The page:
Title: The Philosopher’s Flight
Author: Tom Miller
Publisher: Simon & Schuster (February 13, 2018)
Genre: General Fiction (Adult), Historical Fiction, Dystopian, Fantasy, Feminist Literature
Trigger Warnings: Sexism, Sexual Language
I received this The Philosopher’s Flight by Tom Miller as a part of my Book of the Month club for February.
Robert Weekes always dreamed of joining the US Sigilery Corps’ Rescue and Evacuation Department. The only problem is, he would be the first male to ever attempt the feat. Determined to master empirical philosophy, a female-dominated branch of science, Weekes heads off to the all-girls Radcliffe college in Boston. When Robert arrives he learns he isn’t the only male at the school, but the only one with any raw ability for philosophy. With the help of his friends, Weekes battles sexist stereotypes to survive his Contingency year and to prove that he is worthy of (literally) flying with the best of the sigilwomen. With the Great War ramping up, the only thing that could potentially get in Robert’s way is the Trenchers, an extremist anti-philosophical group that finds empirical philosophy no different than witchcraft in the eyes of the lord.
The Philosopher’s Flight by Tom Miller was the feminist novel every man needs to read. A less defensive, and radical, The Power (by Namoi Alderman), The Philosopher’s Flight did an incredible job of depicting the social injustice women had to endure to attempt to break into male-dominated fields. Written in the perspective of Robert Weekes, a male who wanted more than anything to fly (yes in the air like a bird) with the sigilwomen of Rescue and Evacuation, Miller created empathy through role-reversal. Something I felt Namoi attempted by including Tunde’s perspective but failed as it tended to ignite anger instead of empathy by its critics.
As The Philosopher’s Flight was the third book I have read this year regarding the Great War (aka World War II), I was thrilled to have some of the historical details mixed around to accommodate the fantasy aspect of the novel. Instead of women gaining the right to vote in 1920, women received the right to vote under Abraham Lincoln as a thank you for helping the Union win the war. Instead, suffragettes were fighting for their right practice empirical philosophy. This changed also allowed women to be elected seats in the House and Senate earlier. There also was no mention of prohibition. Although not pertinent to the storyline, one can assume that this resulted from the distraction the Zoning act provided to the female Trenchers (conservative, elderly women) that would have advocated for prohibition in our universe.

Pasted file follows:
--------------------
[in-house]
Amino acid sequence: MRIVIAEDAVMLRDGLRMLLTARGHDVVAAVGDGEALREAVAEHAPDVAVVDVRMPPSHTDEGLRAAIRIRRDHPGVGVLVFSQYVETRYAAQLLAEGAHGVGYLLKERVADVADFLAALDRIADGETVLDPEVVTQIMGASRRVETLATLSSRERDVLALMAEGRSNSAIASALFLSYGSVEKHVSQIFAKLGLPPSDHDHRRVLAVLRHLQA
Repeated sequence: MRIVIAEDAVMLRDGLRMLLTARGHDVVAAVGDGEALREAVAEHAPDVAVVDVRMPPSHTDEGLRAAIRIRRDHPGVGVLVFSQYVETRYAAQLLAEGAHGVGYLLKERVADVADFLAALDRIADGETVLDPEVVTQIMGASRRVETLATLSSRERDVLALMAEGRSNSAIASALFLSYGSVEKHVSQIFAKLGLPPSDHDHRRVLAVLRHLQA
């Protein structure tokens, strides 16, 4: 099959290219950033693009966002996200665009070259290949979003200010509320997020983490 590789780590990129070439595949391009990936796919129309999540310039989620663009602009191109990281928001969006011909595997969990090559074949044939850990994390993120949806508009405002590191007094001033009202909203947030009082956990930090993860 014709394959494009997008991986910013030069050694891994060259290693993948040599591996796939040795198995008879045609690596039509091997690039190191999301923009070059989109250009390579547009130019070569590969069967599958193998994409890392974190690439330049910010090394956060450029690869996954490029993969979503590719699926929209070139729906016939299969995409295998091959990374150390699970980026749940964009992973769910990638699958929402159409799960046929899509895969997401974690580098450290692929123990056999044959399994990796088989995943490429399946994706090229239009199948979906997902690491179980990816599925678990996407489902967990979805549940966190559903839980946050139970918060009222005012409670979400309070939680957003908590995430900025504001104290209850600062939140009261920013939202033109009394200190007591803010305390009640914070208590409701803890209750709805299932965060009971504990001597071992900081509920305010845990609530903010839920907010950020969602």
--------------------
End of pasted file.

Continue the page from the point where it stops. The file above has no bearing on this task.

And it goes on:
Overall, I gave The Philosopher’s Flight 4 out of 5 stars on Goodreads. The story was captivating and Robert was a character you wanted to cheer for. I could tell this was meant to be more for YA as the writing was not as strong as I had hoped based on the content. This could have been because I did read Little Fires Everywhere last, and Celeste Ng did a phenomenal job. However, it also had to do with the number of conversational paragraphs used. And because I still don’t understand the benefit of making the head dean of Radcliffe’s sigilry completely bonkers. I believed the Hens vs. Cocks provided enough comic relief that we did not need anymore. I would recommend this novel to teenagers of any gender. Those of a younger age (11/12) would often be okay but I advise reading the novel before as they may need to have a discussion afterward to determine if they fully grasp the concept and to determine if they can handle the language.
That kind of miracle is the most common thing in the world to my daughter, who was born down here in Matamoros in 1930, two miles from the Mexican border, raised among malcontents and renegades, women (and a few men, like myself) who were made outlaws in the United States. all of us are empirical philosophers, or sigilrists if you prefer the common term And what is empirical philosophy – what is sigilry – except a branch of science we don’t yet fully understand?
–The Philosopher’s Flight by Tom Miller